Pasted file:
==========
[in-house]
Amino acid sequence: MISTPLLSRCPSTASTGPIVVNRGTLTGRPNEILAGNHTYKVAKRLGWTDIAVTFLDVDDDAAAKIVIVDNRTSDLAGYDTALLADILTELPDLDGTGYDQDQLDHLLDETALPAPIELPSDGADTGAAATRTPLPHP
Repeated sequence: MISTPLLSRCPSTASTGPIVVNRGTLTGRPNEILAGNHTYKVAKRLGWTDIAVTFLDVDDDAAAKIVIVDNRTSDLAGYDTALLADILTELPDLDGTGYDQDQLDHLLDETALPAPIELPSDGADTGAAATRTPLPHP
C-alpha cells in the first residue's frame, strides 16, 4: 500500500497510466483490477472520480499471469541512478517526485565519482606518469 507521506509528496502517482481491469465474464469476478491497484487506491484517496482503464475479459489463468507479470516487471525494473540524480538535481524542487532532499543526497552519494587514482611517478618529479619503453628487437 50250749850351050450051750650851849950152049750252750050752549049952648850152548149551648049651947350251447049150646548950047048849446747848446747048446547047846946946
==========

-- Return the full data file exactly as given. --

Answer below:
[in-house]
Amino acid sequence: MISTPLLSRCPSTASTGPIVVNRGTLTGRPNEILAGNHTYKVAKRLGWTDIAVTFLDVDDDAAAKIVIVDNRTSDLAGYDTALLADILTELPDLDGTGYDQDQLDHLLDETALPAPIELPSDGADTGAAATRTPLPHP
Repeated sequence: MISTPLLSRCPSTASTGPIVVNRGTLTGRPNEILAGNHTYKVAKRLGWTDIAVTFLDVDDDAAAKIVIVDNRTSDLAGYDTALLADILTELPDLDGTGYDQDQLDHLLDETALPAPIELPSDGADTGAAATRTPLPHP
C-alpha cells in the first residue's frame, strides 16, 4: 500500500497510466483490477472520480499471469541512478517526485565519482606518469 507521506509528496502517482481491469465474464469476478491497484487506491484517496482503464475479459489463468507479470516487471525494473540524480538535481524542487532532499543526497552519494587514482611517478618529479619503453628487437 50250749850351050450051750650851849950152049750252750050752549049952648850152548149551648049651947350251447049150646548950047048849446747848446747048446547047846946946